School Should Take Place in the Real World
Many kids hate school. There is little captivating about writing a paper that will be thrown in the garbage after a grade is written on it with a red pen. There is not much real-world application found by sitting in rows in complete silence, being released from class by a factory bell, and listening to someone talk for an hour about topics that have no relevance to your current and future life. This method of education was created for a period in history that has long passed; yet this is exactly what one sees in the majority of American schools. Education needs to be authentic. School should not just apply to the real world, but actually be the real world. Everything a student does in a classroom should have purpose: tangible, community-altering, authentic purpose. Authenticity creates engagement, engagement creates better students, and better students create better citizens. Authenticity also creates better test scores, if you are into that sort of thing.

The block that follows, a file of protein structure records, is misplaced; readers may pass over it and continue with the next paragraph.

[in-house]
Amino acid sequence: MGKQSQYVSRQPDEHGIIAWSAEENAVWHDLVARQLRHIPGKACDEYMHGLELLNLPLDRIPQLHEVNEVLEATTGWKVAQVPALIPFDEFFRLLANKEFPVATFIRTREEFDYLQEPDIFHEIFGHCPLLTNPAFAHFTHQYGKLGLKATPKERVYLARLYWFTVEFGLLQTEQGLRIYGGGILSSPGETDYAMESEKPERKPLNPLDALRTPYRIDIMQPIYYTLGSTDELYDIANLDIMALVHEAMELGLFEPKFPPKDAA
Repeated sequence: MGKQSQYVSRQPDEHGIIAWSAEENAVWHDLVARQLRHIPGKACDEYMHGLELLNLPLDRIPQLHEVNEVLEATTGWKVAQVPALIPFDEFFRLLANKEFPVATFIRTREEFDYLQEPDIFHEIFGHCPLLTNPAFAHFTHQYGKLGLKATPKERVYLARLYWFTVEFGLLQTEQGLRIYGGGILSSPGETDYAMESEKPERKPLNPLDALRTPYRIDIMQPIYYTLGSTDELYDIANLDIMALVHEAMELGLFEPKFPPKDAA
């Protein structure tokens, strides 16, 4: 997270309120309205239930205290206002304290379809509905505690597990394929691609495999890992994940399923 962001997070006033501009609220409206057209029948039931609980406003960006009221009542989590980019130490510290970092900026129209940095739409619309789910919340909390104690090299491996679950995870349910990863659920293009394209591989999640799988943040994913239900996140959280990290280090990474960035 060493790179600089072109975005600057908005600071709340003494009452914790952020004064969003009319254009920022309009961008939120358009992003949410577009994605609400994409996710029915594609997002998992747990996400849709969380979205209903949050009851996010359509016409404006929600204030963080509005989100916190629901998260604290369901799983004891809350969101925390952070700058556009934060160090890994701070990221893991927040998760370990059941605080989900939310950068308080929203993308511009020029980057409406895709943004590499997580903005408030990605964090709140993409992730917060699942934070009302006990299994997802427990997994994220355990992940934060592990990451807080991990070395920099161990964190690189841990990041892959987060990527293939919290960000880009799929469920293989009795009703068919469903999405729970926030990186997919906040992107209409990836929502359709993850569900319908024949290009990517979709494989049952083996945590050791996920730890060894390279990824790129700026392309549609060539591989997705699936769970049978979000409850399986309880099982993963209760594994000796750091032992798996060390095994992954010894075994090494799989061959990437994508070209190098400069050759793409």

Trevor is a teacher, storyteller, and spoken-word poet. He teaches at Kent Innovation High School, a project-based learning school that uses integrated technology, collaboration, and hands-on learning to model a more effective way of doing education—all without textbooks. He is part of the team that has earned his school the title of National Demonstration Site for public schools. He is a certified trainer for the New Tech Network, an international network of Project -Based Learning schools with the initiative of reforming education. Trevor serves on the board at Aquinas College in Grand Rapids, MI, introducing new ideas and perspectives to their school of education. He is part of the Michigan Department of Education Personalized Learning Initiative; a group focused on implementing project-based learning and personalized learning into Michigan public schools. His spoken-word poem, “Coming Alive at 14” was featured in the Huffington Post.